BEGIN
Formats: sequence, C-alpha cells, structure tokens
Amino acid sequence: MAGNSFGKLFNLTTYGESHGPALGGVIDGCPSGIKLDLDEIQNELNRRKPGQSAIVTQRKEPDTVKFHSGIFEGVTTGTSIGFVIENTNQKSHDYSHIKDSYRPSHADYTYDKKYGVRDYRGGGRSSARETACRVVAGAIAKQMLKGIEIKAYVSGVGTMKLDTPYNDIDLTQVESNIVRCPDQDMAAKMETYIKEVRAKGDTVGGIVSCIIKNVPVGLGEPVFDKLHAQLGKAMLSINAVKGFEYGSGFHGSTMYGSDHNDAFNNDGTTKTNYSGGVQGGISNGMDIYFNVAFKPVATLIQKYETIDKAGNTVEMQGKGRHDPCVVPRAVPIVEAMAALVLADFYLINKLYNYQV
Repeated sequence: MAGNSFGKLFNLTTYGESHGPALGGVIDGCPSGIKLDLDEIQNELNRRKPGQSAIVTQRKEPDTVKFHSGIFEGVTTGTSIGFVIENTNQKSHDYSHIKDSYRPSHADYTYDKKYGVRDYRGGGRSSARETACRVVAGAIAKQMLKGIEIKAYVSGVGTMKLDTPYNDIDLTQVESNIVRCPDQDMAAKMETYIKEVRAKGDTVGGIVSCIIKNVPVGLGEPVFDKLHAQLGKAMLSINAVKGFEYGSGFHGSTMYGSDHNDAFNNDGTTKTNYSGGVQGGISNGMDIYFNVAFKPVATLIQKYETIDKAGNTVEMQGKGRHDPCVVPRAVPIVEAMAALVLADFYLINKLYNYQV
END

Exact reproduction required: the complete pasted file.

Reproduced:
Formats: sequence, C-alpha cells, structure tokens
Amino acid sequence: MAGNSFGKLFNLTTYGESHGPALGGVIDGCPSGIKLDLDEIQNELNRRKPGQSAIVTQRKEPDTVKFHSGIFEGVTTGTSIGFVIENTNQKSHDYSHIKDSYRPSHADYTYDKKYGVRDYRGGGRSSARETACRVVAGAIAKQMLKGIEIKAYVSGVGTMKLDTPYNDIDLTQVESNIVRCPDQDMAAKMETYIKEVRAKGDTVGGIVSCIIKNVPVGLGEPVFDKLHAQLGKAMLSINAVKGFEYGSGFHGSTMYGSDHNDAFNNDGTTKTNYSGGVQGGISNGMDIYFNVAFKPVATLIQKYETIDKAGNTVEMQGKGRHDPCVVPRAVPIVEAMAALVLADFYLINKLYNYQV
Repeated sequence: MAGNSFGKLFNLTTYGESHGPALGGVIDGCPSGIKLDLDEIQNELNRRKPGQSAIVTQRKEPDTVKFHSGIFEGVTTGTSIGFVIENTNQKSHDYSHIKDSYRPSHADYTYDKKYGVRDYRGGGRSSARETACRVVAGAIAKQMLKGIEIKAYVSGVGTMKLDTPYNDIDLTQVESNIVRCPDQDMAAKMETYIKEVRAKGDTVGGIVSCIIKNVPVGLGEPVFDKLHAQLGKAMLSINAVKGFEYGSGFHGSTMYGSDHNDAFNNDGTTKTNYSGGVQGGISNGMDIYFNVAFKPVATLIQKYETIDKAGNTVEMQGKGRHDPCVVPRAVPIVEAMAALVLADFYLINKLYNYQV